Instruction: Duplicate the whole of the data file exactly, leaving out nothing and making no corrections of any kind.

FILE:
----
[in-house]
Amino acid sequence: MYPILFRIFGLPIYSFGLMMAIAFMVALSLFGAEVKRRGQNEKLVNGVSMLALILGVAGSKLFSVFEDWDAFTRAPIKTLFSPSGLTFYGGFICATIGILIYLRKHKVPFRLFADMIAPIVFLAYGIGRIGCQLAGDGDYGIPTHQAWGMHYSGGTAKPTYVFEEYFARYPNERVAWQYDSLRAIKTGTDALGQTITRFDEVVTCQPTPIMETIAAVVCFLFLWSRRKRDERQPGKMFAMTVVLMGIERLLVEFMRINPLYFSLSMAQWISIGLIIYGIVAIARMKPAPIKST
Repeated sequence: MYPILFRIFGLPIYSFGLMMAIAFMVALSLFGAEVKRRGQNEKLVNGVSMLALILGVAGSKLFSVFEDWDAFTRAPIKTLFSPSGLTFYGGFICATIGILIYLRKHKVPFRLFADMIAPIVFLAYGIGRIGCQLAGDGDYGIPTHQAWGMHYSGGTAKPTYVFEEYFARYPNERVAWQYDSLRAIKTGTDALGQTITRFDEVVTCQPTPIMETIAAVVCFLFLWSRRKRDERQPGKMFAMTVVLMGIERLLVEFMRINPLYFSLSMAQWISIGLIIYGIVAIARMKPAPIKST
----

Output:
[in-house]
Amino acid sequence: MYPILFRIFGLPIYSFGLMMAIAFMVALSLFGAEVKRRGQNEKLVNGVSMLALILGVAGSKLFSVFEDWDAFTRAPIKTLFSPSGLTFYGGFICATIGILIYLRKHKVPFRLFADMIAPIVFLAYGIGRIGCQLAGDGDYGIPTHQAWGMHYSGGTAKPTYVFEEYFARYPNERVAWQYDSLRAIKTGTDALGQTITRFDEVVTCQPTPIMETIAAVVCFLFLWSRRKRDERQPGKMFAMTVVLMGIERLLVEFMRINPLYFSLSMAQWISIGLIIYGIVAIARMKPAPIKST
Repeated sequence: MYPILFRIFGLPIYSFGLMMAIAFMVALSLFGAEVKRRGQNEKLVNGVSMLALILGVAGSKLFSVFEDWDAFTRAPIKTLFSPSGLTFYGGFICATIGILIYLRKHKVPFRLFADMIAPIVFLAYGIGRIGCQLAGDGDYGIPTHQAWGMHYSGGTAKPTYVFEEYFARYPNERVAWQYDSLRAIKTGTDALGQTITRFDEVVTCQPTPIMETIAAVVCFLFLWSRRKRDERQPGKMFAMTVVLMGIERLLVEFMRINPLYFSLSMAQWISIGLIIYGIVAIARMKPAPIKST